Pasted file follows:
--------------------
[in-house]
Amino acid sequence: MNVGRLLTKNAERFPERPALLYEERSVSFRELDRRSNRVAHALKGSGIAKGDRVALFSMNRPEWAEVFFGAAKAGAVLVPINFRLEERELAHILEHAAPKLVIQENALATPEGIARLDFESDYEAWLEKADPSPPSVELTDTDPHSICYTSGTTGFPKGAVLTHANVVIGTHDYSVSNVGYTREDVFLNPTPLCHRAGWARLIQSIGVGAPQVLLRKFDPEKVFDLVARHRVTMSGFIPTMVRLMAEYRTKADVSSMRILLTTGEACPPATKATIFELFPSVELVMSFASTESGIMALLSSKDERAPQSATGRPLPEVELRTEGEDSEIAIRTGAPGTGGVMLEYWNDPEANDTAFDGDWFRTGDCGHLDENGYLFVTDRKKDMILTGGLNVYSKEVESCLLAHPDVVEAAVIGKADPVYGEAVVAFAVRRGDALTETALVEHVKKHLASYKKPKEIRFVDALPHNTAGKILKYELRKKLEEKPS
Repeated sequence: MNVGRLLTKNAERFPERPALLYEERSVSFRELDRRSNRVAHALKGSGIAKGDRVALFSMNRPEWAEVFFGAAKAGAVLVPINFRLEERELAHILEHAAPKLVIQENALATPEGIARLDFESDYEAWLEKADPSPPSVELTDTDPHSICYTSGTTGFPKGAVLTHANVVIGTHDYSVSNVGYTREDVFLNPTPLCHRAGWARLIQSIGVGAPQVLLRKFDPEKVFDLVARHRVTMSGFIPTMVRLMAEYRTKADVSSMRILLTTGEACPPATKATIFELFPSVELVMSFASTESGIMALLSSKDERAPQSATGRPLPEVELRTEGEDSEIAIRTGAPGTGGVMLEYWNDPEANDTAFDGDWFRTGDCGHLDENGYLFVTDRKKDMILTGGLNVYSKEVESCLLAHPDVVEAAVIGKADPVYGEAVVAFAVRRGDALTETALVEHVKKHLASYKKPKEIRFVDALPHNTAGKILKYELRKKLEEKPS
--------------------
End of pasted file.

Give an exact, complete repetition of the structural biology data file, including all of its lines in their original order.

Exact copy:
[in-house]
Amino acid sequence: MNVGRLLTKNAERFPERPALLYEERSVSFRELDRRSNRVAHALKGSGIAKGDRVALFSMNRPEWAEVFFGAAKAGAVLVPINFRLEERELAHILEHAAPKLVIQENALATPEGIARLDFESDYEAWLEKADPSPPSVELTDTDPHSICYTSGTTGFPKGAVLTHANVVIGTHDYSVSNVGYTREDVFLNPTPLCHRAGWARLIQSIGVGAPQVLLRKFDPEKVFDLVARHRVTMSGFIPTMVRLMAEYRTKADVSSMRILLTTGEACPPATKATIFELFPSVELVMSFASTESGIMALLSSKDERAPQSATGRPLPEVELRTEGEDSEIAIRTGAPGTGGVMLEYWNDPEANDTAFDGDWFRTGDCGHLDENGYLFVTDRKKDMILTGGLNVYSKEVESCLLAHPDVVEAAVIGKADPVYGEAVVAFAVRRGDALTETALVEHVKKHLASYKKPKEIRFVDALPHNTAGKILKYELRKKLEEKPS
Repeated sequence: MNVGRLLTKNAERFPERPALLYEERSVSFRELDRRSNRVAHALKGSGIAKGDRVALFSMNRPEWAEVFFGAAKAGAVLVPINFRLEERELAHILEHAAPKLVIQENALATPEGIARLDFESDYEAWLEKADPSPPSVELTDTDPHSICYTSGTTGFPKGAVLTHANVVIGTHDYSVSNVGYTREDVFLNPTPLCHRAGWARLIQSIGVGAPQVLLRKFDPEKVFDLVARHRVTMSGFIPTMVRLMAEYRTKADVSSMRILLTTGEACPPATKATIFELFPSVELVMSFASTESGIMALLSSKDERAPQSATGRPLPEVELRTEGEDSEIAIRTGAPGTGGVMLEYWNDPEANDTAFDGDWFRTGDCGHLDENGYLFVTDRKKDMILTGGLNVYSKEVESCLLAHPDVVEAAVIGKADPVYGEAVVAFAVRRGDALTETALVEHVKKHLASYKKPKEIRFVDALPHNTAGKILKYELRKKLEEKPS